Dear Kezia: I pray you’ll go deeper

Dear Kezia,

Welcome to our big world, little one! You are here with every ounce of darlingness imaginable, and only heaven knows the fierceness of the love you’ve evoked in us these past seven weeks of knowing you in person. You were wanted and prayed for and from the moment we knew that you were; that moment when two little pink lines were never such a big deal, when I was so surprised by joy that I could barely squeak out your daddy’s name – you had yourself all tangled up in the deepest parts of our hearts.

There were months of anticipation, waiting, and longing; forty weeks of you nestled under my heart and leaving no question about the fact that you were there and that you lived.  As you are today, you have been from day one: wildly, assertively certain of your existence.

I don’t know how to be your mom. Truth be told, I vouched for a boy, because I know the hard work and high maintenance of a beautiful relationship between a mother and daughter, and thinking about you scared me. It still scares me. But after your birth, while you squeaked on my chest, and time stood still while our tears, laughter, coos and exclamations serenaded those first minutes of your life, I’ll never be able to describe the giddy anticipation I felt when we realised we had forgotten to check out your gender after five minutes, or the overwhelming gratitude and sheer elation that welled up inside me as soon as we flipped you over and we knew. Our daughter.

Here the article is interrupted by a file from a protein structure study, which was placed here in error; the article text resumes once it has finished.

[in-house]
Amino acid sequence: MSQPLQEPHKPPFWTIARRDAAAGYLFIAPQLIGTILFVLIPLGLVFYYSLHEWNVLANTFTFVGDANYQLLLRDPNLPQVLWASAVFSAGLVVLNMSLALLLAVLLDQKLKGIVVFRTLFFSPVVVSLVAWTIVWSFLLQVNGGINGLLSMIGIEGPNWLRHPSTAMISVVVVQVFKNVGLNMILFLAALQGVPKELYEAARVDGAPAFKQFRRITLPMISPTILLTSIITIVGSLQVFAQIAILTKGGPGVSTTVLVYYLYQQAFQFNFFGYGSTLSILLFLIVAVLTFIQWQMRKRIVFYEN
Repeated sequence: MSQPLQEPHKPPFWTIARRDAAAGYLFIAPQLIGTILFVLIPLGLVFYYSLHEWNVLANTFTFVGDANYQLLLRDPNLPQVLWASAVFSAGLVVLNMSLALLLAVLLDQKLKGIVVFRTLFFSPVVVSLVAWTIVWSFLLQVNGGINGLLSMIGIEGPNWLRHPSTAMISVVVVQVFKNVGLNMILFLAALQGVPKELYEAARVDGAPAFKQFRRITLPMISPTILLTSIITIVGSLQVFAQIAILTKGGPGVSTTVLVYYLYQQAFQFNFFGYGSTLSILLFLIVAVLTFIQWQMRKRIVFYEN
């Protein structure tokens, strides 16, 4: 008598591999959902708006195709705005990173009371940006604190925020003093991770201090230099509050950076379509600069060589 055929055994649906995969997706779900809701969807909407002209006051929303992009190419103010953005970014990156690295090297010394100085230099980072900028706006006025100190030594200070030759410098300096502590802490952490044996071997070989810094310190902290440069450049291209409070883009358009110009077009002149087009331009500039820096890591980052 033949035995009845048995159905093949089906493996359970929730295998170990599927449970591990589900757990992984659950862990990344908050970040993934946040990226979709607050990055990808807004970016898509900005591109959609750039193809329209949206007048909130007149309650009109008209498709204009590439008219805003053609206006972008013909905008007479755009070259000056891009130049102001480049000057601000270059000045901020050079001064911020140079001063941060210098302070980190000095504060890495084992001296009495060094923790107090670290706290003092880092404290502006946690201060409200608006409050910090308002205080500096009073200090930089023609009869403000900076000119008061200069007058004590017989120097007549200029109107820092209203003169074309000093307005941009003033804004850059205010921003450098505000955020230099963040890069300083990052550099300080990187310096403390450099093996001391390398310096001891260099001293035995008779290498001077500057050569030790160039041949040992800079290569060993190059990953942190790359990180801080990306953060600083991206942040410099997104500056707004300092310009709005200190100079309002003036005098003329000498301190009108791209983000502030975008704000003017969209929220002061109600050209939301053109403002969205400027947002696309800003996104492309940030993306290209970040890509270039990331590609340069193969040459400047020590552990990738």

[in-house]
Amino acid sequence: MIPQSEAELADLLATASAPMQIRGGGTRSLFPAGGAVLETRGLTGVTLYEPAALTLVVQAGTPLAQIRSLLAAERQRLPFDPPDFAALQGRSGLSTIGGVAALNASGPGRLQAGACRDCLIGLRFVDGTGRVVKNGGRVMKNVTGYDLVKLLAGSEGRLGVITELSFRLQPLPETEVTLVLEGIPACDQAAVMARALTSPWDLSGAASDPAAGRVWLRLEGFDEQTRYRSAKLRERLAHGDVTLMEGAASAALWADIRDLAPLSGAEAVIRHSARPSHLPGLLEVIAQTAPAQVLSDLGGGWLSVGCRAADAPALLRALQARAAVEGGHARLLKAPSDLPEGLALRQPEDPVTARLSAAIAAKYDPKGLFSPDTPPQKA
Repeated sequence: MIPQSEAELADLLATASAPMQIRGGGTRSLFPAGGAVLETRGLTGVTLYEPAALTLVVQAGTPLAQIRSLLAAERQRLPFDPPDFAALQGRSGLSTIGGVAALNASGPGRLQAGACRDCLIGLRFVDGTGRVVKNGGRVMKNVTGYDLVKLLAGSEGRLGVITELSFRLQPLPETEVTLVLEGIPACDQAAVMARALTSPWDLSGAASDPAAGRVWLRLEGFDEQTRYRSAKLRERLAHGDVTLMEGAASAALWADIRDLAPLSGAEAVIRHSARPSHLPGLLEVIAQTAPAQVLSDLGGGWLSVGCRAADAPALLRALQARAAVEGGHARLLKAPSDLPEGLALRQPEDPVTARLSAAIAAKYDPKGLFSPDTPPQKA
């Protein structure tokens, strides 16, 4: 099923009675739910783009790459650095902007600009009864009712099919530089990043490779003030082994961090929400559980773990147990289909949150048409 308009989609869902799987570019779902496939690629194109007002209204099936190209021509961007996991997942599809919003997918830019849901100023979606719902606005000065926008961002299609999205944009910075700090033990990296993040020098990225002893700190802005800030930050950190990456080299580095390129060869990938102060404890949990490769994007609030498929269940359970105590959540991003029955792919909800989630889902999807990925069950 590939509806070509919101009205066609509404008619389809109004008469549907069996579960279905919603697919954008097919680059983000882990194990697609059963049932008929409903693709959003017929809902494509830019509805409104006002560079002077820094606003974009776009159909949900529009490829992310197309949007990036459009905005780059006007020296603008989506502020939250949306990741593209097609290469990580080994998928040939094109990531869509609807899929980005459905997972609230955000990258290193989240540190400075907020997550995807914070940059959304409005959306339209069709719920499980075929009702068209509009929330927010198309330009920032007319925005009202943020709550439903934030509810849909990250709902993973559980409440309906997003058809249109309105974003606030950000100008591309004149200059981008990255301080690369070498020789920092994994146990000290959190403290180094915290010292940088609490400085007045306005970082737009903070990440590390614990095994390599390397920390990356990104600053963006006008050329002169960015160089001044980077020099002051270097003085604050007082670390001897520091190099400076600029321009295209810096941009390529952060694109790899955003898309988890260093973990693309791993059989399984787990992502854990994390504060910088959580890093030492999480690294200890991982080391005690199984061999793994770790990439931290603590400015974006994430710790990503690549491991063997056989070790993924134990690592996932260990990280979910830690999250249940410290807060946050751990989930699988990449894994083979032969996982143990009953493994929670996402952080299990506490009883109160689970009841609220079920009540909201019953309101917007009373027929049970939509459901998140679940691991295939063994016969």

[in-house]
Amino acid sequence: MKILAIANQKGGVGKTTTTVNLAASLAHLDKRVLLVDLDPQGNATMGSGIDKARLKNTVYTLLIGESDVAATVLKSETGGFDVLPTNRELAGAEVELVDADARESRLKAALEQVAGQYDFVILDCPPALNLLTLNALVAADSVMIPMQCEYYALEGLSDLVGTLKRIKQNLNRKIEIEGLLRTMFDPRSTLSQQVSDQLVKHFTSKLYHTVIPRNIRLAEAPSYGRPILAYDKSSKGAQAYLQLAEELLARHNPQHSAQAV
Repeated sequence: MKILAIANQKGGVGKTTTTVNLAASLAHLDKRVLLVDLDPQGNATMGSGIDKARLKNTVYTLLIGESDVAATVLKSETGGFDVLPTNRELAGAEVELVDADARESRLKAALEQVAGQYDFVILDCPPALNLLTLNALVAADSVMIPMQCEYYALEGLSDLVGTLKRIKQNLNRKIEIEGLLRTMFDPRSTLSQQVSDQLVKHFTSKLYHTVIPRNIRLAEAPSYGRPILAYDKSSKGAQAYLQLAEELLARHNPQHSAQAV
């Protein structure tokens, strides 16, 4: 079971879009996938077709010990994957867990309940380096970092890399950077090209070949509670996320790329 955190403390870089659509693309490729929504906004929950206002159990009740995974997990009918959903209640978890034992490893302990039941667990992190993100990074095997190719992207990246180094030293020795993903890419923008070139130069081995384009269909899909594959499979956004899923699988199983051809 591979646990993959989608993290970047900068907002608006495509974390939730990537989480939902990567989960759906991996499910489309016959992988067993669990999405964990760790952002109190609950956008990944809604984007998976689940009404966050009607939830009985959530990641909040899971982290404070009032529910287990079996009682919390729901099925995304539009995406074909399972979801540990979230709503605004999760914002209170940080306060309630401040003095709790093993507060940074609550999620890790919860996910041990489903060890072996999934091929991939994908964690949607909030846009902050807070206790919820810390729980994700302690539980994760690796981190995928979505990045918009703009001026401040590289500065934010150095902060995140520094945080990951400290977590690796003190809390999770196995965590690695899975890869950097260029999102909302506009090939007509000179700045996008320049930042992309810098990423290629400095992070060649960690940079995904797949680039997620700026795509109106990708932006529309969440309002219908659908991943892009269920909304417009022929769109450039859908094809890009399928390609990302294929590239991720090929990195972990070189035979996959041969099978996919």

Little girl, I dream big for us. More than french-braiding your hair, baking cookies with you, reading you stories, singing with you, and walking together to the patisserie down the street. I dream of all that and a hundred things more, yes, of meaning the world to you, of being your best friend- but mostly, I dream of giving you glimpses of your Creator. There is nothing now that pulls me down onto my knees more than seeing your big brown eyes stare into mine with all the trust, dependency, and wonder in the world. I dream of you always needing me like that, but I will let you down countless times, so I pray you’ll go deeper. I am deeply flawed. I’ve pursued things that brought repentance but scarring, and I pray you’ll never believe those lies from Satan-the ones that tell you there are deeper pleasures in life than knowing and being known by God. I’ve been well acquainted with the grip of insecurity, teenage obesity, and depression and I pray you’ll never have a doubt in your mind that you are beautiful; that your worth is more precious than gold. I know rebellion and ugly relationships from the inside-out. I don’t know what we’ve got ahead of us, but I pray you’ll aim higher, and I do know this: I will fight for your heart. In a world where being a little girl is defined by ruffles, embarrassing amounts of tulle, tacky glitter, gold amd enough Frozen paraphernalia to make me nauseous, I pray you’ll know the difference. That you’ll know the true grandeur of womanhood, modesty, graceful beauty and charming femininity in ways I could never grasp. I’ve played it easy too often, sacrificing relationship & vulnerability for a safe heart, and I pray for you a wilder imagination and bigger risks.